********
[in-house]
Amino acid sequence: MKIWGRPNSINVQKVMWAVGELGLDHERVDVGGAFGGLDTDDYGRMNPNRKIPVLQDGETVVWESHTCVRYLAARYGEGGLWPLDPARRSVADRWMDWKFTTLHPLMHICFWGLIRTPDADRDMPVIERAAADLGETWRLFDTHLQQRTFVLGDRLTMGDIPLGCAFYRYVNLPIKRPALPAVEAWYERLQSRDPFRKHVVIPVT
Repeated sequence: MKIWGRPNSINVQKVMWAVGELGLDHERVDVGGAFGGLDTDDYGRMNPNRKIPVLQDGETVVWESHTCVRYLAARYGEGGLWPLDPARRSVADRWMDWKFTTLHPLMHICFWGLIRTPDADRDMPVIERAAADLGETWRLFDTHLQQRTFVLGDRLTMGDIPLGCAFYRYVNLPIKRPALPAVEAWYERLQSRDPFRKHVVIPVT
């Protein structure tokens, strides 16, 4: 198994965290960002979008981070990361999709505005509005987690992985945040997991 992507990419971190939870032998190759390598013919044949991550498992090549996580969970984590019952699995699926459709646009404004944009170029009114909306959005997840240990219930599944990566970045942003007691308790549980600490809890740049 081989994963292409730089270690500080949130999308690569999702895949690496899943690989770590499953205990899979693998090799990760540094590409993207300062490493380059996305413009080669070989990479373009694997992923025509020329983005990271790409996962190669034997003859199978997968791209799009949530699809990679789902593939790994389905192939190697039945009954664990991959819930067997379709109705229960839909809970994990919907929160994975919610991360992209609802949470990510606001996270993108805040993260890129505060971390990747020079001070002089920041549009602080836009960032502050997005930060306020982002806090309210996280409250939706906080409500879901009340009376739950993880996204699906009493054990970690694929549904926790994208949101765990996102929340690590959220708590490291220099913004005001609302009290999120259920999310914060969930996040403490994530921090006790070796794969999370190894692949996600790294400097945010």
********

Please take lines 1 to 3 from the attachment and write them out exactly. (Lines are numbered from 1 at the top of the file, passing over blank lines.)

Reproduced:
[in-house]
Amino acid sequence: MKIWGRPNSINVQKVMWAVGELGLDHERVDVGGAFGGLDTDDYGRMNPNRKIPVLQDGETVVWESHTCVRYLAARYGEGGLWPLDPARRSVADRWMDWKFTTLHPLMHICFWGLIRTPDADRDMPVIERAAADLGETWRLFDTHLQQRTFVLGDRLTMGDIPLGCAFYRYVNLPIKRPALPAVEAWYERLQSRDPFRKHVVIPVT
Repeated sequence: MKIWGRPNSINVQKVMWAVGELGLDHERVDVGGAFGGLDTDDYGRMNPNRKIPVLQDGETVVWESHTCVRYLAARYGEGGLWPLDPARRSVADRWMDWKFTTLHPLMHICFWGLIRTPDADRDMPVIERAAADLGETWRLFDTHLQQRTFVLGDRLTMGDIPLGCAFYRYVNLPIKRPALPAVEAWYERLQSRDPFRKHVVIPVT